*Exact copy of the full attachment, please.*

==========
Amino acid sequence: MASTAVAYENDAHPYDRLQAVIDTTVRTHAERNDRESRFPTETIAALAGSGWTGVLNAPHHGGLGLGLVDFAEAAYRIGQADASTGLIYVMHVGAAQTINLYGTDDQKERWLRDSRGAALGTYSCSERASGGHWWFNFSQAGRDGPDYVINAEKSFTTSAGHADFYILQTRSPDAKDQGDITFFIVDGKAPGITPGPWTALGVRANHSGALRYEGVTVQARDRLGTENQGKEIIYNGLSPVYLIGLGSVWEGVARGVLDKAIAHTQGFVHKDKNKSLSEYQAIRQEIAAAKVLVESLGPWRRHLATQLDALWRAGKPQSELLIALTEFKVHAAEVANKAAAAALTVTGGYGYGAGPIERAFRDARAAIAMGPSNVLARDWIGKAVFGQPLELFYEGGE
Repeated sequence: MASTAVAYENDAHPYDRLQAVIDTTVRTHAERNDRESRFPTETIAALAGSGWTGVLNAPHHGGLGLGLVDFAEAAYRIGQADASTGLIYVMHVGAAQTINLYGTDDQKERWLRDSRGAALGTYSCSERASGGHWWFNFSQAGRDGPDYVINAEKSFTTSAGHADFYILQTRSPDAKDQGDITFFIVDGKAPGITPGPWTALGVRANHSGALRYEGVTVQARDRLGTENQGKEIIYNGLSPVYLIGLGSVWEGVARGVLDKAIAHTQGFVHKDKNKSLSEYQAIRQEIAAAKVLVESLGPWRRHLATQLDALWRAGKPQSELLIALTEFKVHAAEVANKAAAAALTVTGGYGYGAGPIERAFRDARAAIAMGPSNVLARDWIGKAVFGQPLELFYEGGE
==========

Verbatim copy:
Amino acid sequence: MASTAVAYENDAHPYDRLQAVIDTTVRTHAERNDRESRFPTETIAALAGSGWTGVLNAPHHGGLGLGLVDFAEAAYRIGQADASTGLIYVMHVGAAQTINLYGTDDQKERWLRDSRGAALGTYSCSERASGGHWWFNFSQAGRDGPDYVINAEKSFTTSAGHADFYILQTRSPDAKDQGDITFFIVDGKAPGITPGPWTALGVRANHSGALRYEGVTVQARDRLGTENQGKEIIYNGLSPVYLIGLGSVWEGVARGVLDKAIAHTQGFVHKDKNKSLSEYQAIRQEIAAAKVLVESLGPWRRHLATQLDALWRAGKPQSELLIALTEFKVHAAEVANKAAAAALTVTGGYGYGAGPIERAFRDARAAIAMGPSNVLARDWIGKAVFGQPLELFYEGGE
Repeated sequence: MASTAVAYENDAHPYDRLQAVIDTTVRTHAERNDRESRFPTETIAALAGSGWTGVLNAPHHGGLGLGLVDFAEAAYRIGQADASTGLIYVMHVGAAQTINLYGTDDQKERWLRDSRGAALGTYSCSERASGGHWWFNFSQAGRDGPDYVINAEKSFTTSAGHADFYILQTRSPDAKDQGDITFFIVDGKAPGITPGPWTALGVRANHSGALRYEGVTVQARDRLGTENQGKEIIYNGLSPVYLIGLGSVWEGVARGVLDKAIAHTQGFVHKDKNKSLSEYQAIRQEIAAAKVLVESLGPWRRHLATQLDALWRAGKPQSELLIALTEFKVHAAEVANKAAAAALTVTGGYGYGAGPIERAFRDARAAIAMGPSNVLARDWIGKAVFGQPLELFYEGGE